With the death of Con-Ass and its accompanying emergency rule scenario, things have gone back to normal–“normal electoral politics” that is. The 2010 elections tightens its grip on the whole political landscape.
However, there are interesting twists. Most of these were brought about by the re-manifesting of people power during the wake and funeral of former president Cory Aquino. Some were brought about by the rapid process of disintegration of the lameduck Arroyo administration. Still, others were influenced by the surprising strength of former president Joseph “Erap” Estrada in the presidential surveys.
The most interesting is the catapulting of the Aquino political heir, Benigno “Noynoy” Aquino III, to the electoral limelight. He is now being buffeted by pressures from all sides–not necessarily friendly–to seriously take a stab at the vice-presidency, even the presidency itself. If this materializes, the political shock would reverberate across the whole presidentiable and vice-presidentiable landscape. It would redraw it as the previous alignments adjust to accommodate his entry.
Along with this, the Aquino endorsement has become the most sought-after political commodity, not only to possibly win in the 2010 elections but even to try to obviate the paralyzing unpopularity of the Arroyo administration. All roads, right now, lead to the Manila Memorial Park.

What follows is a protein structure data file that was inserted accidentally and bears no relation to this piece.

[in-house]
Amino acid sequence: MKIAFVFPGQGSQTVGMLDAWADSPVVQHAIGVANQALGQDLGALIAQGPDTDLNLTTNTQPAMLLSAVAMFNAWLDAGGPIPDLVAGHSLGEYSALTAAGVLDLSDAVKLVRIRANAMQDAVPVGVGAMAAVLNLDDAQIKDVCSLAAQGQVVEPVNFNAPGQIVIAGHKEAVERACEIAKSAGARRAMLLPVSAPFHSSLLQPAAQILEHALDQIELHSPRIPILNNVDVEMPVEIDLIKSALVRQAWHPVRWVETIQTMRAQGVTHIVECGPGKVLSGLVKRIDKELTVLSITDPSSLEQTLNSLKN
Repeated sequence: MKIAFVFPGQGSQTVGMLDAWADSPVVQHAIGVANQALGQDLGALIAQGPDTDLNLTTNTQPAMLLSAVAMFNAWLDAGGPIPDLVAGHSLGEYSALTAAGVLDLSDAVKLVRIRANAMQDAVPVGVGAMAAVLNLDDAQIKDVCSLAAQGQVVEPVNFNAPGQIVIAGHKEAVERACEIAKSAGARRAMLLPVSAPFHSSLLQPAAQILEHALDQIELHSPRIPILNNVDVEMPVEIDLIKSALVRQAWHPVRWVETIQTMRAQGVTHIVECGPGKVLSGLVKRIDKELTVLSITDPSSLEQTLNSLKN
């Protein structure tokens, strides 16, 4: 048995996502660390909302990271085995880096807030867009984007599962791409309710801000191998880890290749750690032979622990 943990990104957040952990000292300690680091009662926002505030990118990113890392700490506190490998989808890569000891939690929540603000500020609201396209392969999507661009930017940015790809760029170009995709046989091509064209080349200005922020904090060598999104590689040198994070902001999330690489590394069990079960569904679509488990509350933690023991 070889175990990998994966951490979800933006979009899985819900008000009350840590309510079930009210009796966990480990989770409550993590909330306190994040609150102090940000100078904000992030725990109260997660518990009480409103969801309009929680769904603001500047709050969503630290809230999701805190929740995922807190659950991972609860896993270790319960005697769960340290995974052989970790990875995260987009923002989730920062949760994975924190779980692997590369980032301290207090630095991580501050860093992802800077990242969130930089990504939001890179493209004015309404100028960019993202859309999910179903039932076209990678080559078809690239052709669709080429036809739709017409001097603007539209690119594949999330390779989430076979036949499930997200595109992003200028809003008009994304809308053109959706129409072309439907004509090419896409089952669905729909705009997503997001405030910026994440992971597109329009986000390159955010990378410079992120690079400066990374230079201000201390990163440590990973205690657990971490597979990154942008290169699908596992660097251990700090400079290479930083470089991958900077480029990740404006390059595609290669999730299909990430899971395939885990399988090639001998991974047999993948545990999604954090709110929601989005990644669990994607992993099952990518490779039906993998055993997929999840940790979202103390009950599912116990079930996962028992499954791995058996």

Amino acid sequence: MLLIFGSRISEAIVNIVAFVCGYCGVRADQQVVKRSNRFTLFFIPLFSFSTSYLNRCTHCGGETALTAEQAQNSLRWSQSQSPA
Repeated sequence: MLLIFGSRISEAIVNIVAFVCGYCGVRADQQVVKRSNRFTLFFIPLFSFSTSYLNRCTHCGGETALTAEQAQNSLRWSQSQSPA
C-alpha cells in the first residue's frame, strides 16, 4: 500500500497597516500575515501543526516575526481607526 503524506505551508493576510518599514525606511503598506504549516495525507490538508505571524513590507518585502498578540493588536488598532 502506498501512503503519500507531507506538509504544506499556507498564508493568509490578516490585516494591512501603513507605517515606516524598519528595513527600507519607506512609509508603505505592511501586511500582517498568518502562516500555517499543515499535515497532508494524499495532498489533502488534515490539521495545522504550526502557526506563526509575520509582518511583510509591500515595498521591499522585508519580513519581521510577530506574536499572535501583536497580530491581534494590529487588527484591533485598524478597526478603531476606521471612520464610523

The lameduck Arroyo presidency has led to the disintegration of her ruling coalition. Initial signs can already be seen in the refusal of former president Fidel Ramos from assuming the position of Chairman Emeritus of the Arroyo-engineered Lakas-Kampi-CMD coalition party, the resignation of NEDA director-general Ralph Recto and Optical Media Board Edu Manzano who are already preparing their respective political plans. The absences in the Cabinet meetings and the difficulty of mustering a quorum in the House of Representatives also reinforces the sense of essential helplessness to command events in Malacañang.
The entry of more religious leaders into the presidential derby as well as in local elections mirrors the sorties of former generals and colonels along the same path earlier. There is also action in the party-list elections as more than 250 new party-list groups swamped the Commission on Elections to insist on their inclusion in the party list system.
The failure to develop a genuine political party system in time for it dooms the 2010 elections to a continuance of the political circus that it was in the past. Traditional politicians vie with popular movie, TV or sports figures, religious leaders, generals, and whoever else who thinks he or she has the money, influence, fame, organization, or the sheer gall to win an elective position.
Welcome to the 2010 national and local elections.